With Tops Supermarket recently closing, I’m reminded how grocery shopping in Fulton has changed over the years. Before Aldi’s, Price Chopper or Wal-Mart’s mega store, our favorite grocers were right in our neighborhood. For younger folks, that may seem hard to believe, but some longtime Fultonians know it’s true.
“There used to be 72 grocers operating in Fulton at one time,” remembered Fran Mirabito, a member of the family who once operated several neighborhood stores in and around Fulton. “This would have been during the 1930s,” Fran explained. “There were bigger stores, like A & P and Acme, but in addition to them, every neighborhood had their own store that sold a little bit of everything.”
Fran shared this with me a few years ago when I was having lunch with him and several of his friends. In that group were other Fultonians: Bob Green, Vince Caravan, Don Ross, Bart Chalone, Wally Auser and Dr. Kenneth Kurtz. These men used to meet weekly to share a meal, discuss local and national news, and reminisce about their days working and raising families in Fulton. (I was informed that other men and women would join them from time to time.)
Meeting with those friends got me thinking about the neighborhood of my youth. I grew up on the west side of the city, north of Broadway, and the two neighborhood stores I remember were Manitta’s and Sieron’s. Through my work with the Fulton Public Library’s Memoir Project, I’ve had the privilege of meeting and talking with two people who know a lot about those stores: Jean Sieron Niver and Dominic “Doc” Manitta.
The story of Sieron’s, which was located on West First Street, begins with Jean’s parents, John and Genevieve Sieron, who opened the store in 1929. Jean came along several years later and remembers growing up in the store.
“I had various jobs throughout my childhood,” Jean said. “I learned how to correctly bag groceries, stock shelves and eventually progressed to waiting on customers when I had learned how to make change (the old-fashioned way).
“As a preteen and teen, I was given the privilege of taking on an important department in the store: the candy counter! The three-shelf square stand was the home to a large variety of ‘penny’ candy and chocolate candy bars. I loved neatly arranging the bars on the stand by size: Snickers, Milky Way and 3 Musketeers on the bottom, Nestlé bars in the middle and the tall Mars varieties on top. They were surrounded by numerous boxes of individually-wrapped candy and gum.”
Jean’s responsibilities at the store continued to grow, including regular visits to the nearby Stanley Tobacco Company where she selected the candy Sieron’s sold. “Walking into their stockroom (their converted living room) was like walking into Candy Heaven,” Jean remembered. “The wooden shelves were stacked high with hundreds of boxes. What would I select? What would kids like the best?”
I imagined that Jean might have been the envy of Fulton children and she confirmed that in her memoir: “For years, many of my Phillip Street classmates had me shopping for those treats with their ‘extra’ lunch money. I returned to school from lunch carrying numerous tiny brown paper bags with their choices.”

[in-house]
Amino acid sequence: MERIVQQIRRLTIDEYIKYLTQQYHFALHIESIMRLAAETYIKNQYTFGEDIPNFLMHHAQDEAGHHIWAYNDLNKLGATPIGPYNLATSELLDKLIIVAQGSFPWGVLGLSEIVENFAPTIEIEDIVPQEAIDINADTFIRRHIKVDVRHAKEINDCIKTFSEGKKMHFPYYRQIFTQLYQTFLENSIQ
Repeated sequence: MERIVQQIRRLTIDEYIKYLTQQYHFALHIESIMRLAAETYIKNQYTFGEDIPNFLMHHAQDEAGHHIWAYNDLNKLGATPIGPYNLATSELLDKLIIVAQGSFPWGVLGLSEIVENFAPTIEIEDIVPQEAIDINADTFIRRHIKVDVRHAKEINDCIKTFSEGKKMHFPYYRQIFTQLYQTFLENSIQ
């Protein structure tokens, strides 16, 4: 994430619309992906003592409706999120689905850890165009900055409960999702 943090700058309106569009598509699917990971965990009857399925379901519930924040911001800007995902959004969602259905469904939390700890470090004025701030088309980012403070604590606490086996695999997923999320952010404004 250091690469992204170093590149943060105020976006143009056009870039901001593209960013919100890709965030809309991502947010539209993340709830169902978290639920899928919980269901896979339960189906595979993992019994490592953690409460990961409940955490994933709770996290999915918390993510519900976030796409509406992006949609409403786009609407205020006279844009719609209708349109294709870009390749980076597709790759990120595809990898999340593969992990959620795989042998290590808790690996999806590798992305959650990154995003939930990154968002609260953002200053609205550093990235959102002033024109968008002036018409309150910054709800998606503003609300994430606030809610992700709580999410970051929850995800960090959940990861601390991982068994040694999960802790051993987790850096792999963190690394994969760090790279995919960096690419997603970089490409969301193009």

One block further north of Sieron’s on West First was Manitta’s, with its famous tag line “Fulton’s Biggest Little Store.” Founded in the mid-1930s by Angelina and Salvatore Manitta, it soon became popular not only for the neighborhood, but throughout the city. Whether it was their display of fresh produce out front, their renowned meats cut fresh by the Manitta’s older son Phil, or the great conversation you could expect while you shopped, everybody knew about the store. Here’s a memory from the younger Manitta son, Doc, about one of the store’s most popular items:
“I bought my produce in Syracuse at the Farmers Market. All of us would be there at five in the morning, our trucks lined up, ready to go in and buy the best produce from the big retailers. We used to pick up bananas in huge bunches that would hang on a rack. For a long time we sold them for 11 cents a pound, and when I raised it to 12 cents my customers wanted to kill me!
“I used to buy anywhere from five to ten 40-pound boxes of bananas at the market. At times, they would save the ones that were going bad and I would buy them for $2.00 a box. One time, I got a call from the produce guy, who said, “Doc, they gassed the bananas too much (They used to make bananas ripen faster by gassing them) and these are gonna get soft and ripen too quickly. We’re not going to be able to sell them.”
“I said, ‘How many boxes you got?’
‘A hundred fifty. And I’m gonna send my grandson down with them. I want a dollar a box.’
“No, I’ll give you fifty cents a box,” I said, “and I’ll be responsible for them. Well, everybody who came in the store got a box of bananas for a dollar. I had people lined up out the door. Within two days, they were gone.”
Today, the supermarkets where we shop have specials and sales, but when was the last time you saw people lined up outside a grocery store to take advantage of a huge discount? But people didn’t make regular visits to Manitta’s and Sieron’s just for good prices and high-quality food. They also knew that they’d be greeted by storeowners who were part of their neighborhood, and who welcomed them into their stores.